Inside: Dealing with a lot of sibling fighting in your home? Disagreements are bound to happen. Here’s how to handle them and teach your children to work through them.
Two of my children are in front of me, trying to yell their side of the story loudest, hoping they’ll be the one I deem as “right.”
One is clenching their fists and turning red.
The other is jumping up and down in frustration.
And I’m standing there, becoming frustrated myself and wondering how we got to this point and how I can make it STOP.
On any given day, this is the scenario I picture as I hear those tell-tale signs. The huffs. Their pitch and volume increasing as they begin to disagree. A stomp here. An “I’m not playing with you anymore” there. I know where it’s headed.
So as soon as I hear it, I want to stop it in it’s tracks. Like most moms, I want my children to get along and for our days to not be dampened with sibling fighting. I want them to end forever.
But unfortunately, that’s just not realistic.
The truth is, siblings are going to argue…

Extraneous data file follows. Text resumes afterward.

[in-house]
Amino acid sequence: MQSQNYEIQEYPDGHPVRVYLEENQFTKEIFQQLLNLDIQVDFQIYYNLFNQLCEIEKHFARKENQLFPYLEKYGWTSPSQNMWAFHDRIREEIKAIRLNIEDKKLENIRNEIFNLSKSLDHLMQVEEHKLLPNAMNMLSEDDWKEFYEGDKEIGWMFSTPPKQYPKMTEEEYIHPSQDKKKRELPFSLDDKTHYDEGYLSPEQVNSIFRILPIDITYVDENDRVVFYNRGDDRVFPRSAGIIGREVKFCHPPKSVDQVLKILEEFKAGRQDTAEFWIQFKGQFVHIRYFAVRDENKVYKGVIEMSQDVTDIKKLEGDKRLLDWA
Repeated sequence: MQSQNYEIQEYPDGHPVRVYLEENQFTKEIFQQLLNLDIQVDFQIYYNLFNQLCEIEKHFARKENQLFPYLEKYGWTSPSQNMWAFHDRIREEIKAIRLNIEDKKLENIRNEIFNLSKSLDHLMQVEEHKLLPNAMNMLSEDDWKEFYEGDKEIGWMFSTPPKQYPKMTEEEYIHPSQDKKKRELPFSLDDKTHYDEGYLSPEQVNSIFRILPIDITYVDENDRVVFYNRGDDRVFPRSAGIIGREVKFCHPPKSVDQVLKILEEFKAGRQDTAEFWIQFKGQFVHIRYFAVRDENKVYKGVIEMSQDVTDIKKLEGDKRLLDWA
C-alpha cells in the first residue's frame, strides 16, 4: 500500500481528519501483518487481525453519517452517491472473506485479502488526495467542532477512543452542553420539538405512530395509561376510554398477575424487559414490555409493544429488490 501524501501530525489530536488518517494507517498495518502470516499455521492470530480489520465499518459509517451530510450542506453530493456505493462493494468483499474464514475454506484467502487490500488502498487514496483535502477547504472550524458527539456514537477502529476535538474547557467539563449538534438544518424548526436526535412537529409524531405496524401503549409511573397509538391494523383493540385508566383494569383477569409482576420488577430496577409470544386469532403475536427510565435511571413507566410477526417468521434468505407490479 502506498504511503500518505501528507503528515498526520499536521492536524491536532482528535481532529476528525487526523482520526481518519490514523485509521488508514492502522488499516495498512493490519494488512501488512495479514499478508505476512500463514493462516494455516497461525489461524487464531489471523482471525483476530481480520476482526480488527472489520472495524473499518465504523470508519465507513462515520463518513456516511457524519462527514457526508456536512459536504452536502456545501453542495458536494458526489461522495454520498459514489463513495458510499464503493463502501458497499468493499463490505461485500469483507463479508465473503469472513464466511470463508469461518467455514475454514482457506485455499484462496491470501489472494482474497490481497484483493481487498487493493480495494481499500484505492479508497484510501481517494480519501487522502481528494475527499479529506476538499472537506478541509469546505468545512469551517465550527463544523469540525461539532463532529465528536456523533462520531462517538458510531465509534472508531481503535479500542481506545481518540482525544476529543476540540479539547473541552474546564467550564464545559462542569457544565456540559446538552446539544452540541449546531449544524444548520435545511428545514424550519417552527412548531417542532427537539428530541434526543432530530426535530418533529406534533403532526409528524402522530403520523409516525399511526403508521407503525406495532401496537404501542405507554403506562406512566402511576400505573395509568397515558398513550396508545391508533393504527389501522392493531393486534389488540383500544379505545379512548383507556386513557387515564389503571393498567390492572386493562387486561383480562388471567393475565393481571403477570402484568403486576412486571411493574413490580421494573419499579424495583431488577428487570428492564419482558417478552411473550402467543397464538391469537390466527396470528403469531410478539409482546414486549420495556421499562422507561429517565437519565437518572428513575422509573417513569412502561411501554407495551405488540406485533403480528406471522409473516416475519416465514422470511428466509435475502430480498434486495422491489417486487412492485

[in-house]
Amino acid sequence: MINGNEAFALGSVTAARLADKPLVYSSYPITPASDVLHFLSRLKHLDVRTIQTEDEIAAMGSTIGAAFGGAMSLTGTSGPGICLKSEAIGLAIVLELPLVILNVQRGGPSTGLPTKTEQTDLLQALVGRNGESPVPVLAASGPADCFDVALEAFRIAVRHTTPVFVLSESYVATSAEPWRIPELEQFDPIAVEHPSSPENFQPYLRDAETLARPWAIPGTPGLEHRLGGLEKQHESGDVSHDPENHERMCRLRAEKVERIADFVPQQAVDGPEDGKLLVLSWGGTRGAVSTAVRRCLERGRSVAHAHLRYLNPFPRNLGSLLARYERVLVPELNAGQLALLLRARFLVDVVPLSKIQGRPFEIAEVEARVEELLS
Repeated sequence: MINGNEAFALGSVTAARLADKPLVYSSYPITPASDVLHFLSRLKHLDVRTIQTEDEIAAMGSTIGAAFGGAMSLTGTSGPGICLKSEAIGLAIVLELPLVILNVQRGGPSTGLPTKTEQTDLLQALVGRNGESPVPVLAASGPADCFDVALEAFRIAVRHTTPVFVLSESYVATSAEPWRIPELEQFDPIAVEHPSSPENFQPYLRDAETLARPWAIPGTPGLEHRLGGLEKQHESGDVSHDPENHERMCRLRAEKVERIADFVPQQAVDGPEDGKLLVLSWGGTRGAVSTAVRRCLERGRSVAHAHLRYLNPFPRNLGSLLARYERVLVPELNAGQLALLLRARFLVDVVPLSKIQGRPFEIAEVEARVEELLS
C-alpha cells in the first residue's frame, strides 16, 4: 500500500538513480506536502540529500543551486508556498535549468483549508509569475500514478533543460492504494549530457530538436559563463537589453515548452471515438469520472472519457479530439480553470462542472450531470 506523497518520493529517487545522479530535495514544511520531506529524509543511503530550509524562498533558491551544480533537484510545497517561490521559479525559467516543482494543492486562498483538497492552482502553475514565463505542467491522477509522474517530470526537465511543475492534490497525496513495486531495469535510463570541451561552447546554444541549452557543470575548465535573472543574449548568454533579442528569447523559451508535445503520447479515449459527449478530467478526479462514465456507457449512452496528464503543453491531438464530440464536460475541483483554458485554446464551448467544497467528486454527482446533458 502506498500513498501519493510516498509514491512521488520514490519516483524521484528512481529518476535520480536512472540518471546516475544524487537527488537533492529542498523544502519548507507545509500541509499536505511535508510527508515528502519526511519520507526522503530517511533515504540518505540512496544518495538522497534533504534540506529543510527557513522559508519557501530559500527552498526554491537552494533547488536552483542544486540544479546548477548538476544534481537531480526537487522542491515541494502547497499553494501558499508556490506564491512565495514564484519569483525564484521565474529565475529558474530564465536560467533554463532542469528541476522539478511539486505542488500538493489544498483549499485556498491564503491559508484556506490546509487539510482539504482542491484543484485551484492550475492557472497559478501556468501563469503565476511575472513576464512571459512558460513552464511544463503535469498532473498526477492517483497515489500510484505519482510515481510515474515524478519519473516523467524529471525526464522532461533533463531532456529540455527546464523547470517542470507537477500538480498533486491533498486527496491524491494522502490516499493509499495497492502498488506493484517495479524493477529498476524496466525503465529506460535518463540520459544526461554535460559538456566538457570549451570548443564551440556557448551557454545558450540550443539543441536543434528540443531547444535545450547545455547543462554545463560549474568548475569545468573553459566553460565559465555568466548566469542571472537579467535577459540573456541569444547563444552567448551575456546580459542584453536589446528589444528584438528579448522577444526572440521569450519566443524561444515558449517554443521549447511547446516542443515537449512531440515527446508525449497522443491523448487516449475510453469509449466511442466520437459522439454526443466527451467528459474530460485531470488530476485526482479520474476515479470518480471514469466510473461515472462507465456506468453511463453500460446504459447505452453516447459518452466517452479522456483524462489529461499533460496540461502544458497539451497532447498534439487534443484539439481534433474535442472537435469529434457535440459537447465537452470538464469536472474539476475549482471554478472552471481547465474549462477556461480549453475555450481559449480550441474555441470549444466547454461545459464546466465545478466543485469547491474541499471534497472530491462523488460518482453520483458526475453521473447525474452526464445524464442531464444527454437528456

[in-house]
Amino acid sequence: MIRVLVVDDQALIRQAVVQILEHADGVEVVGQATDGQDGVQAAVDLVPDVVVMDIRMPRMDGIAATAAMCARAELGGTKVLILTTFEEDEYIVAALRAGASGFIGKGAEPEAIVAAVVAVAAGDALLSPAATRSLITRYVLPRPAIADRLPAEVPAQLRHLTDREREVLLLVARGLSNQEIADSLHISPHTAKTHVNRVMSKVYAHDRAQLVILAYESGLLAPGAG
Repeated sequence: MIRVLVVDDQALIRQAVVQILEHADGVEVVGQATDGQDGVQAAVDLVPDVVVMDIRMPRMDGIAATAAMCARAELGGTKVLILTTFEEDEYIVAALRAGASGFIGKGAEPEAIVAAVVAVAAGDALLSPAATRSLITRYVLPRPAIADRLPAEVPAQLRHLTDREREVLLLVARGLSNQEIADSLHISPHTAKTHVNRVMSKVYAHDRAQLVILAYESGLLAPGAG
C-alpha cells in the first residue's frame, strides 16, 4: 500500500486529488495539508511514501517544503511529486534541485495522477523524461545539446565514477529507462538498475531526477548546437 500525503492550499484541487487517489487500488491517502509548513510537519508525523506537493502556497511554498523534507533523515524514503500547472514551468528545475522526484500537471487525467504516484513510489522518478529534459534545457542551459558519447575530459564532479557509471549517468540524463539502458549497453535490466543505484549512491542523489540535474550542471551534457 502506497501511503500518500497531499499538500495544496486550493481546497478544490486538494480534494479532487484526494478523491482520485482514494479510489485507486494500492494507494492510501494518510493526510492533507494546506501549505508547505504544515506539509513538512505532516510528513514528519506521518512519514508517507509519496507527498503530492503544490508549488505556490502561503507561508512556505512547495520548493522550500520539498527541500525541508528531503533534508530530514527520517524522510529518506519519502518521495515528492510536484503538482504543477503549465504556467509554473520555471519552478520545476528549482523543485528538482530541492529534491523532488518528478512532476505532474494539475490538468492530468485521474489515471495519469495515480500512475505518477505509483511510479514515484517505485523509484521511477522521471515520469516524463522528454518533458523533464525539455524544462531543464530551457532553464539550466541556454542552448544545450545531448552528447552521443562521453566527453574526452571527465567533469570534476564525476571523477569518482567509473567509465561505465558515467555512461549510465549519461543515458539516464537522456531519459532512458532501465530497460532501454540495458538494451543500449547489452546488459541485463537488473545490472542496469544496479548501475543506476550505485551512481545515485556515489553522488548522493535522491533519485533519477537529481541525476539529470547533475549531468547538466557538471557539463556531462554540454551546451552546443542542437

What we can change is how they do it:
- how they handle their emotions
- how they express their thoughts
- and how well they listen to others and consider their point-of-view.
My Old Way of Dealing with Sibling Fighting
I thought I was handling the arguments the right way. And it truly wasn’t bad.
Get them to stop yelling.
Have each tell their side of the story.
Put on my judge hat and decide what each of them did wrong.
Talk to them about it.
Make them apologize and hug it out.
Time-outs given when/if necessary.
If I’d refereed my limit of fights for the day, I’d tap out and have them figure it out themselves. After all, they have to figure it out at some point, right?
In the spirit of transparency, for some families, this works out just fine. And if it does for ours, that’s great!
But was it working for us? Was I teaching them anything? Was I working toward fewer future meltdowns? Or just getting by?
I’ve also seen tips about things like getting a giant tee shirt for them to share, making them hold hands, sit nose to nose, or wash opposite sides of the same glass. All of that (while tempting) sounds more like punishing them with each other’s presence. That’s the opposite of what we want.
So what will actually work and help them learn valuable communication skills in the process?